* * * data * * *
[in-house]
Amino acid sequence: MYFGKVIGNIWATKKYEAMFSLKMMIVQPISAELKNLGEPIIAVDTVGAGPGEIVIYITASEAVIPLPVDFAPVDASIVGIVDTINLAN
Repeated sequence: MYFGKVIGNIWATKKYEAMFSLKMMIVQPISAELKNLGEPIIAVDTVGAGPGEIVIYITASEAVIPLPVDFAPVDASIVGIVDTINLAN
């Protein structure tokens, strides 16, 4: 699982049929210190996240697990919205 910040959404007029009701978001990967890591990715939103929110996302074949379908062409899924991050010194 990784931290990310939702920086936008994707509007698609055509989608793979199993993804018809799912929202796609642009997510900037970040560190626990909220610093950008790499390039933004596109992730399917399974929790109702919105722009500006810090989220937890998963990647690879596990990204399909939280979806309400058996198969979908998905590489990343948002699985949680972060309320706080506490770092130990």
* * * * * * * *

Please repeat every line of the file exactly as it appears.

[in-house]
Amino acid sequence: MYFGKVIGNIWATKKYEAMFSLKMMIVQPISAELKNLGEPIIAVDTVGAGPGEIVIYITASEAVIPLPVDFAPVDASIVGIVDTINLAN
Repeated sequence: MYFGKVIGNIWATKKYEAMFSLKMMIVQPISAELKNLGEPIIAVDTVGAGPGEIVIYITASEAVIPLPVDFAPVDASIVGIVDTINLAN
């Protein structure tokens, strides 16, 4: 699982049929210190996240697990919205 910040959404007029009701978001990967890591990715939103929110996302074949379908062409899924991050010194 990784931290990310939702920086936008994707509007698609055509989608793979199993993804018809799912929202796609642009997510900037970040560190626990909220610093950008790499390039933004596109992730399917399974929790109702919105722009500006810090989220937890998963990647690879596990990204399909939280979806309400058996198969979908998905590489990343948002699985949680972060309320706080506490770092130990």